Using Social Determinants to Identify Dangers to Health

Over the years I have seen many people question the quantifiable effects of social determinants of health. I used to be one of them. I remember a colleague evangelizing the importance of understanding and considering factors such as income, geographical location and cultural norms in understanding health outcomes. I thought it was “nice to know” but not something we could actually fix. After all, where do you start? How does a health professional begin to understand and account for all the factors that could be impacting a person’s health?

Public health professionals play a significant role in this area. They have the ability to break society into smaller, more manageable bites and delve deeper into what is happening. A great example of this was documented in the a study published in the August 2012 Pediatrics about the increased rate of children admitted to hospitals for child abuse and its link to the housing mortgage crisis.

According to the New York Times report of the study, the rate of hospitalization for children suffering from physical abuse increased an average of 0.79 percent a year from 2000 to 2009. The researchers then linked the data to unemployment rates, mortgage delinquency and foreclosure statistics and found a correlation. For every 1 percent increase in the 90-day mortgage delinquency rate in a metropolitan area, there was a 3.09 percent increase in hospital admission rates for children and a 4.8 percent increase in high-risk brain injuries among children.

Clearly, the economic crisis has increased stress levels across the board. Research by the American Psychological Association (APA) shows work, money and the economy are the most frequently cited sources of stress, the same issues that have topped the list for the past five years.  And while we know that stress has a strong influence on our own health, we may not realize how it is impacting our children. This new research paints a picture. We get stressed. We lose our patience, and we inadvertently take it out on innocent victims in our lives.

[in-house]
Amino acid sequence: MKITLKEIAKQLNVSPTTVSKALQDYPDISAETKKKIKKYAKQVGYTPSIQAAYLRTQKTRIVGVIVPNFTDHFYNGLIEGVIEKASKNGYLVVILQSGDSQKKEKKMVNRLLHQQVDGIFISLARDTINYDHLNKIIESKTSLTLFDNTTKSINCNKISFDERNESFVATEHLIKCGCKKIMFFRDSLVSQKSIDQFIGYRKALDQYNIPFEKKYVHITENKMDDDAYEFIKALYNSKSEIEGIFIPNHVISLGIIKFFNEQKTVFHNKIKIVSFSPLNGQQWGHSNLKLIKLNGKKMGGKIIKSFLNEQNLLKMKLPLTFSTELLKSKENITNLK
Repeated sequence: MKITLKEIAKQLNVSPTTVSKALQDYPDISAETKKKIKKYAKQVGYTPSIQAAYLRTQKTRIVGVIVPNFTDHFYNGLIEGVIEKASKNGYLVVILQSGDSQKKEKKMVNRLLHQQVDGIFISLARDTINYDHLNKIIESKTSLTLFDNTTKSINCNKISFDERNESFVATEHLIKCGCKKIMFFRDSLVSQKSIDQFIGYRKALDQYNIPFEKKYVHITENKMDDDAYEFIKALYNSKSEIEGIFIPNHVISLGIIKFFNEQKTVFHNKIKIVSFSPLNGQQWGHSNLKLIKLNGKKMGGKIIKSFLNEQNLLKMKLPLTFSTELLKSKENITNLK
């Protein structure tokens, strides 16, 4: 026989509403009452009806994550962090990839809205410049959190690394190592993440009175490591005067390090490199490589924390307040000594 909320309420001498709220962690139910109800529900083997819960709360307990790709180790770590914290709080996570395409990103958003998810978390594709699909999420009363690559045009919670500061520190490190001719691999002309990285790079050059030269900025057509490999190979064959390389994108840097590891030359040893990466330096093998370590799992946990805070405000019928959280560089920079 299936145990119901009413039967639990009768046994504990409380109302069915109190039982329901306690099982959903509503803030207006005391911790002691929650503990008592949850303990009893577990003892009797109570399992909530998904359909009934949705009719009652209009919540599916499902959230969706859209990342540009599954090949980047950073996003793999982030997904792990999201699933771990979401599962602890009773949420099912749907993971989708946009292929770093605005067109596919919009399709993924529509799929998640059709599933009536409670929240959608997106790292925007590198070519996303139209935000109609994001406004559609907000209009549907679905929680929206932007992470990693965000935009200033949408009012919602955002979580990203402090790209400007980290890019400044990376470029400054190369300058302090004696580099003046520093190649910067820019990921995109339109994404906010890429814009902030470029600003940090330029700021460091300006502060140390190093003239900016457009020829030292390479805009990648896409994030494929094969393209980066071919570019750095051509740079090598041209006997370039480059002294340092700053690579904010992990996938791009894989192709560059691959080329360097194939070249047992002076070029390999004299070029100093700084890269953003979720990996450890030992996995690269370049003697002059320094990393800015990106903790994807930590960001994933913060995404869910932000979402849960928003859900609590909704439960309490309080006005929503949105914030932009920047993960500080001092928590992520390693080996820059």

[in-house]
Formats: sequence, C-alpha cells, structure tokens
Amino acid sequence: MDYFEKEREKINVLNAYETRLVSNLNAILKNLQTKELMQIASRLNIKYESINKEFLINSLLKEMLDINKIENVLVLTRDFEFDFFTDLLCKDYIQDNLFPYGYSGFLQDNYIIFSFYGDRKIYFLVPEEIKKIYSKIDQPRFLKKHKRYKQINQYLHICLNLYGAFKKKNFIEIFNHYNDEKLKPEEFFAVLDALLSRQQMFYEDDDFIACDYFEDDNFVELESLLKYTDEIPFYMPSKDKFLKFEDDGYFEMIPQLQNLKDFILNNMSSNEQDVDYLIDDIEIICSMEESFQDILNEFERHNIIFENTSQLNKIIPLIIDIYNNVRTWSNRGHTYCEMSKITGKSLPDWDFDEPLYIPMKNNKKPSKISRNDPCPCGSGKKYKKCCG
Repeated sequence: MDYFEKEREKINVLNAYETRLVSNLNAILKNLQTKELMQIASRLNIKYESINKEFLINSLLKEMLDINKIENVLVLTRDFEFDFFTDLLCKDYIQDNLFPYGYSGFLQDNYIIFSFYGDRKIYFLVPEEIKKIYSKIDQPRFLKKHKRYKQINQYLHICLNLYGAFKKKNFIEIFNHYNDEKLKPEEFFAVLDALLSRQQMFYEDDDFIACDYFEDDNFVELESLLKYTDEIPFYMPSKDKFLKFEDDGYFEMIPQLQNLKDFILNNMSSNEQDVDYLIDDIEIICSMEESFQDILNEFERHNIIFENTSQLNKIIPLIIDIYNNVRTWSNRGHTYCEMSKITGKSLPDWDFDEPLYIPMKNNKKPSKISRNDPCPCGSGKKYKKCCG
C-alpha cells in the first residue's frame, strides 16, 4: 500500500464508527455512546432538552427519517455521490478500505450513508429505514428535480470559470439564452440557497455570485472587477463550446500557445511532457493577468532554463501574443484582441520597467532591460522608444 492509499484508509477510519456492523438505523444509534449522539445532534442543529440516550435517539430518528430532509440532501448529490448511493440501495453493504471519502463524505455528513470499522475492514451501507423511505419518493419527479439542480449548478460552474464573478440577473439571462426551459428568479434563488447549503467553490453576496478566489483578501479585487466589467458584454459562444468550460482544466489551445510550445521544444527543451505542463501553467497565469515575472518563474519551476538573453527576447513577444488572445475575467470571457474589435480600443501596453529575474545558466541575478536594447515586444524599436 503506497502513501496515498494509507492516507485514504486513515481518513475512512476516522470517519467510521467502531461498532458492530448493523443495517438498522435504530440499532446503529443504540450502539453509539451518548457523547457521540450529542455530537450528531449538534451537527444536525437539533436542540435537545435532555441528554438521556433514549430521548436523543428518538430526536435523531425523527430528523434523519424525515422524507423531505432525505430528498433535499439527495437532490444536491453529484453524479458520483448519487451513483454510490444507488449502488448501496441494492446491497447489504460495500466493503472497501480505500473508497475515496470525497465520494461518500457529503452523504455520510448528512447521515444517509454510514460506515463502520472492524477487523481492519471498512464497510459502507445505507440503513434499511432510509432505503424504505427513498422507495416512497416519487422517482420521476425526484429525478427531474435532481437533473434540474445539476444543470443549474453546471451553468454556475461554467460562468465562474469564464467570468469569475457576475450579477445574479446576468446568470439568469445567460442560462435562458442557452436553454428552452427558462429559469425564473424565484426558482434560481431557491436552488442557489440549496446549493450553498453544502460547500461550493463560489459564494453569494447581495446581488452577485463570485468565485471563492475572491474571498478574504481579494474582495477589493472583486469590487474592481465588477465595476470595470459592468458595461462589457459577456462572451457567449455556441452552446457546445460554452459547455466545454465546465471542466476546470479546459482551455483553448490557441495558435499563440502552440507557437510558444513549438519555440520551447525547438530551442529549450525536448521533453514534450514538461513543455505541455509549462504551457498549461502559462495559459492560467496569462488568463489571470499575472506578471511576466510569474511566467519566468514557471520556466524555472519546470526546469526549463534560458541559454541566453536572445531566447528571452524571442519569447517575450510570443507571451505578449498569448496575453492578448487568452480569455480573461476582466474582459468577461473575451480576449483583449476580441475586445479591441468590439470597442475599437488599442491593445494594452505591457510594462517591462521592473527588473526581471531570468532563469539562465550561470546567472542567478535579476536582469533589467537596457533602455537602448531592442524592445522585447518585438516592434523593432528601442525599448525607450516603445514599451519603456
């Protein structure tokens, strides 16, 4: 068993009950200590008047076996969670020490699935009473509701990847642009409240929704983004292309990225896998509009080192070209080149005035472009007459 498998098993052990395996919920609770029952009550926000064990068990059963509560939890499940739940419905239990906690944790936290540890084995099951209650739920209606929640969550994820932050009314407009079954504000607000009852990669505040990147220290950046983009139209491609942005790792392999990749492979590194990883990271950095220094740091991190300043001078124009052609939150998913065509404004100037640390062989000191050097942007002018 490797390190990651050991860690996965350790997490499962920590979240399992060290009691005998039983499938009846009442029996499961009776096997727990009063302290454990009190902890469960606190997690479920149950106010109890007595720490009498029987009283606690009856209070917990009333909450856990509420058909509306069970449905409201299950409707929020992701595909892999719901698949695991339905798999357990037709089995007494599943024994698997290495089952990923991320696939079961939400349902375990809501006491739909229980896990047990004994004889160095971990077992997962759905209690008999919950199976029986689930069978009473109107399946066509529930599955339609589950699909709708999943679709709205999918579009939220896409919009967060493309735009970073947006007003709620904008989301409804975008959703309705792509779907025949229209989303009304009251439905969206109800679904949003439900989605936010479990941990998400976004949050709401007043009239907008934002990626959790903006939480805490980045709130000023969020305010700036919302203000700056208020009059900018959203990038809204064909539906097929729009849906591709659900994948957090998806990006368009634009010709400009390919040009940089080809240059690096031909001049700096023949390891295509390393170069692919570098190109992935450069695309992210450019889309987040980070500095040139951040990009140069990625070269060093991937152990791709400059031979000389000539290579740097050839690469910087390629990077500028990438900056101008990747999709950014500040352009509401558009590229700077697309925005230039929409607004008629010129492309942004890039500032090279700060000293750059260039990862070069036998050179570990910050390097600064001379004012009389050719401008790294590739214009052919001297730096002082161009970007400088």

As parents, we have all been guilty to some degree of letting stress impact our home lives. What parent has not scolded a child too quickly for doing something wrong simply because we had other things on our mind? If you are worried about how you are going to pay the mortgage next month, you may have less patience for a child who is jumping on the furniture pretending to fly. After all, the noise may be contributing to your headache, and you may worry that he or she may break something you can’t afford to replace.

There are no clear answers on how to fix the problem. But acute awareness is a good first step. Social determinants are the economic and social conditions that influence differences in health. It is most often associated with inequities in health, but – as in this case – it also helps shed a light on potential dangers to a population. Identifying and acknowledging issues like this will help us better address the health of the nation.

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